Users now have a far more productive work environment, according to Coulter. “They have access to more information and the information is better organized. We took the time to analyze and rearrange information and design the system in a flexible way that is custom fit for our organization.”

“We are very customer focused and do our best to provide what the customer wants. For that we need a productive and flexible development environment and to be in control of our own solution.” Coulter illustrates the benefits of this with a recent example, where Robinson made a special arrangement for a major customer to accommodate a change in the way their inventory is handled and at which point ownership is transferred. “It was a dramatic change in the way we do business with just this one customer, which affected ordering, billing and shipping. Using LANSA and our own IT team we were able to deliver that change in just a few weeks.”

The filter programs make it easy to get exactly the data you want into Excel.

The Importance of Proper System Design

Whitt and Coulter both point out that initial development took longer than planned, as they spent a lot of time and consideration on proper system design, creating common ancestor forms, building reusable components and becoming familiar with the GUI and the event-driven development paradigm.

“One of the reasons we selected LANSA initially was its productivity, but the quality of the applications we create with it is now more important. When you do things right the first time, you only have to do them once. We hardly ever have to revisit code already written,” concludes Whitt. “Using LANSA’s reusable components, there’s no redundant programming that you have to do over and over again. Also, the availability of components increases over time, making the development cycle faster for the more recent projects.”

“The time you spend upfront is gained back later, so it’s worth the effort,” concludes Coulter. “The biggest time saving comes from the ease of supporting the new application. In the legacy system we found ourselves much of the time helping users with data extracts, researching system issues and answering questions that users should be able to deal with themselves. We have taken ourselves out of that loop and made it easy for our users to deal with the information on their own.”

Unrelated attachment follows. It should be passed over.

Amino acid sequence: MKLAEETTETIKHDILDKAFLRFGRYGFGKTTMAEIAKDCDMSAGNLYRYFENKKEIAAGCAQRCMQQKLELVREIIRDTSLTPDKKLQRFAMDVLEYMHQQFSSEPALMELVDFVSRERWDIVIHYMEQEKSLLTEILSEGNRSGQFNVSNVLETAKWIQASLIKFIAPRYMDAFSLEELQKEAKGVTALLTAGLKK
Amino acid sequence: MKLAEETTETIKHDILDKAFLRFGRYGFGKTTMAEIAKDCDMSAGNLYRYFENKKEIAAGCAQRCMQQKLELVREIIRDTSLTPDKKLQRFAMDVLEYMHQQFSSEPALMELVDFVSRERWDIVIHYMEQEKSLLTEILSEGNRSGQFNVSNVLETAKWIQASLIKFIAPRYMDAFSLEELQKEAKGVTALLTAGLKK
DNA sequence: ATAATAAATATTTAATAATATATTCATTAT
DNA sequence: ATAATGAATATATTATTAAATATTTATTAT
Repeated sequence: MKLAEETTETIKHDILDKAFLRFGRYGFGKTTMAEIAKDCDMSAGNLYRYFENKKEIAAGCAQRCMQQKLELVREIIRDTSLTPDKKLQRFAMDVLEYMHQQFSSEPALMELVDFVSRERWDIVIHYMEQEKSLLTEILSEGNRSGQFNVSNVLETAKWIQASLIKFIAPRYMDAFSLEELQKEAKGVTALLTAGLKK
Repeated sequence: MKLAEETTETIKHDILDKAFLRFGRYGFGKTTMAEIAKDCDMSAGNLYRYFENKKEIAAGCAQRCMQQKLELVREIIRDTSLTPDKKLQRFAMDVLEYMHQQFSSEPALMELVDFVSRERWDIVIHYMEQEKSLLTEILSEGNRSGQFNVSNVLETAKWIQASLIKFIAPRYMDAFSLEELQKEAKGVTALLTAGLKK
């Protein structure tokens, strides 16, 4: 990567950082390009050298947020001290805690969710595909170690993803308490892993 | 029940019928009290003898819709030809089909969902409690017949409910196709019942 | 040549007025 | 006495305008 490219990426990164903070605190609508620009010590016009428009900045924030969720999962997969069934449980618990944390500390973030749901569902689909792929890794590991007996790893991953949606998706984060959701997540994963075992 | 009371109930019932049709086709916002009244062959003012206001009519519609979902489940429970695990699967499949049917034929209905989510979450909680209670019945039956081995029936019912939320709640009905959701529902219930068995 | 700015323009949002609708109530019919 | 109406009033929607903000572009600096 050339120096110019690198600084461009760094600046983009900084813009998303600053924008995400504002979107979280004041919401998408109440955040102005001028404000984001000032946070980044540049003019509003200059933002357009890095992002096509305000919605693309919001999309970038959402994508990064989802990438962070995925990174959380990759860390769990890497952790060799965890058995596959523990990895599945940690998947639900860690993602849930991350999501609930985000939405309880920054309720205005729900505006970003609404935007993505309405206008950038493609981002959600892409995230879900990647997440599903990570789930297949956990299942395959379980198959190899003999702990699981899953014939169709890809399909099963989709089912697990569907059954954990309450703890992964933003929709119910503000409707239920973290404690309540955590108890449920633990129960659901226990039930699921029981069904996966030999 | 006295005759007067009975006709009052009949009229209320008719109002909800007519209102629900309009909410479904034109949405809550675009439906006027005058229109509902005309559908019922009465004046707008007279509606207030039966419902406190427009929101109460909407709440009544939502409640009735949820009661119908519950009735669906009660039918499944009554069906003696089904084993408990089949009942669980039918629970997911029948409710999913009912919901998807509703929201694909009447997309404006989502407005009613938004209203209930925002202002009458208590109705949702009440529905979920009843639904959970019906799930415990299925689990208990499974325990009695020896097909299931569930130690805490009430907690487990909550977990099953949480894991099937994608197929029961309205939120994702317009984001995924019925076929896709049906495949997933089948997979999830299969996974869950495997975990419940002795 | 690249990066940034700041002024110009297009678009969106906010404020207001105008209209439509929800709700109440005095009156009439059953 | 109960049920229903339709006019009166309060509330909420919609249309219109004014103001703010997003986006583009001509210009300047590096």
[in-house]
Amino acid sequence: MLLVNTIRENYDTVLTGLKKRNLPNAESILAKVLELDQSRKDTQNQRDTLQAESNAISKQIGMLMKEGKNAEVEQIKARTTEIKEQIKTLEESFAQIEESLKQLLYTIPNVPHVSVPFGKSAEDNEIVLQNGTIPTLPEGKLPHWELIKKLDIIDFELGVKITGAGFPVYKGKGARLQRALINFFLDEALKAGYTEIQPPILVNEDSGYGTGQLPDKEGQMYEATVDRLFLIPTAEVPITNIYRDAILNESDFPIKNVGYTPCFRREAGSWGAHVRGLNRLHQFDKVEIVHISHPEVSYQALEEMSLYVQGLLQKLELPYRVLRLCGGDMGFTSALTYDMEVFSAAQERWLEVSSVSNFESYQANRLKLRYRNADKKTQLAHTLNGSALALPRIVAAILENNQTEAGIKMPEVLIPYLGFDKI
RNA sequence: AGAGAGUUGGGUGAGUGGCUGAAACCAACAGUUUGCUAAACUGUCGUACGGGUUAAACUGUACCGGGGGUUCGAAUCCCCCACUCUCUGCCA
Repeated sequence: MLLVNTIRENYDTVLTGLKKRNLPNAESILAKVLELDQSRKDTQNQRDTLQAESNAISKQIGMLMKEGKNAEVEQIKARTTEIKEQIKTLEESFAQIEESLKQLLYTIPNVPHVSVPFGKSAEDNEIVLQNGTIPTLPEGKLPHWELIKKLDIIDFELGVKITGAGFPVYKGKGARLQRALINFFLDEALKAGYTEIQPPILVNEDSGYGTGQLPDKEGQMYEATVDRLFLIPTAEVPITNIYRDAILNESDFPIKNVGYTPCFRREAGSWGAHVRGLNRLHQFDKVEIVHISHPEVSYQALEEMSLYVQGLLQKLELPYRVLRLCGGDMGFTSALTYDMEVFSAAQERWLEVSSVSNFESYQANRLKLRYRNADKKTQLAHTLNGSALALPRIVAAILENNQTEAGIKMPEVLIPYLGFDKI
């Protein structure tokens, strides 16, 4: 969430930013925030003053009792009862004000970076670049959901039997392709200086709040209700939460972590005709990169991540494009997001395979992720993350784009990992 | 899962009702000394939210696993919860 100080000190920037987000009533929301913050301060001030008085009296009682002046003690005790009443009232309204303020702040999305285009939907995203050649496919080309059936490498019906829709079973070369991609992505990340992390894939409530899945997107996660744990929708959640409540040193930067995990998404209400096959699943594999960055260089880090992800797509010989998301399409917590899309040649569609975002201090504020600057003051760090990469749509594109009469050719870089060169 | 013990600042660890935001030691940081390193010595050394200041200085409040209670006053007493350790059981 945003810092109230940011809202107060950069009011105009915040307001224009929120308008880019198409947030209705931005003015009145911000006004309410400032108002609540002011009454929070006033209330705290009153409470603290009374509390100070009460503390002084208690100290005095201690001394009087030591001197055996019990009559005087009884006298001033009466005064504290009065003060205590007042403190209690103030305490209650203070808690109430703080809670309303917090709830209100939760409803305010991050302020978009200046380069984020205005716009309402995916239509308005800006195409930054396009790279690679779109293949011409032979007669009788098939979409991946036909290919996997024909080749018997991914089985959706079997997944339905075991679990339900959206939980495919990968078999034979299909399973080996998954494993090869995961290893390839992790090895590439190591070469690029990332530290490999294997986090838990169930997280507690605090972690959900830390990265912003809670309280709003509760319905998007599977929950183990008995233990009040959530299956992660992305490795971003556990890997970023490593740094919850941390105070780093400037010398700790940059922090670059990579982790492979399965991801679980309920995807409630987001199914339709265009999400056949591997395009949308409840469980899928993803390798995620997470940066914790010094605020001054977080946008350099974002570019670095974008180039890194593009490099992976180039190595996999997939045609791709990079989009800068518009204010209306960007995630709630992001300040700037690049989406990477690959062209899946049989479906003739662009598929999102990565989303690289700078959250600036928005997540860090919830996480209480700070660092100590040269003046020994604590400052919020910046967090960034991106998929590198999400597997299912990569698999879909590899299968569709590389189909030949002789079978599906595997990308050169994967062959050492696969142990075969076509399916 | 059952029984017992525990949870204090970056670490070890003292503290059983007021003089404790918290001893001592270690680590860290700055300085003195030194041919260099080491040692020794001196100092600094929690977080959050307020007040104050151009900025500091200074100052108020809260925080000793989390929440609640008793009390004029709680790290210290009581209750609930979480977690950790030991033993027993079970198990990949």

Using LANSA’s reusable components, there’s no redundant programming.

2010 Update: Integration

Since the above case study was written, Robinson has extended its use of LANSA technology to include LANSA Composer, a design and execution platform for integrating business activities involving transport, data transformation and custom business processing. Robinson uses Composer for numerous projects, including:

  • UPS address validation, where Composer validates the address and classification with UPS via a SOAP HTTP/XML Request and Response
  • Moving inbound EDI Purchase Orders from Gentran to the ERP system
  • Processing web visit logs into a database for reporting
  • Processing logs regarding PC backups and email alerting users with missed/failed backups
  • Converting spool files to CSV and PDF formats
  • Report Distribution that includes scheduling, creating, printing and emailing of reports
  • Converting SQL files to CSV for one-time report requests by Excel users

Company and System Information

Robinson logo

  • Robinson manufactures and markets underwear, loungewear and active wear in private label and under the Robinson Apparel® and Boxxerz® brands. The company’ s facilities in South Dayton, TN, consist of 120,000 square feet of floor space, housing its corporate and sales offices as well as one of its manufacturing facilities. Just across town are two distribution centers and a cutting facility, totaling 200,000 square feet.
  • Robinson uses two IBM i systems, one for its PkMS Warehouse Management System and one for its ERP system.
  • Out of a development team of six full time developers, three are developing the new LANSA system and three are maintaining the old FilePro system.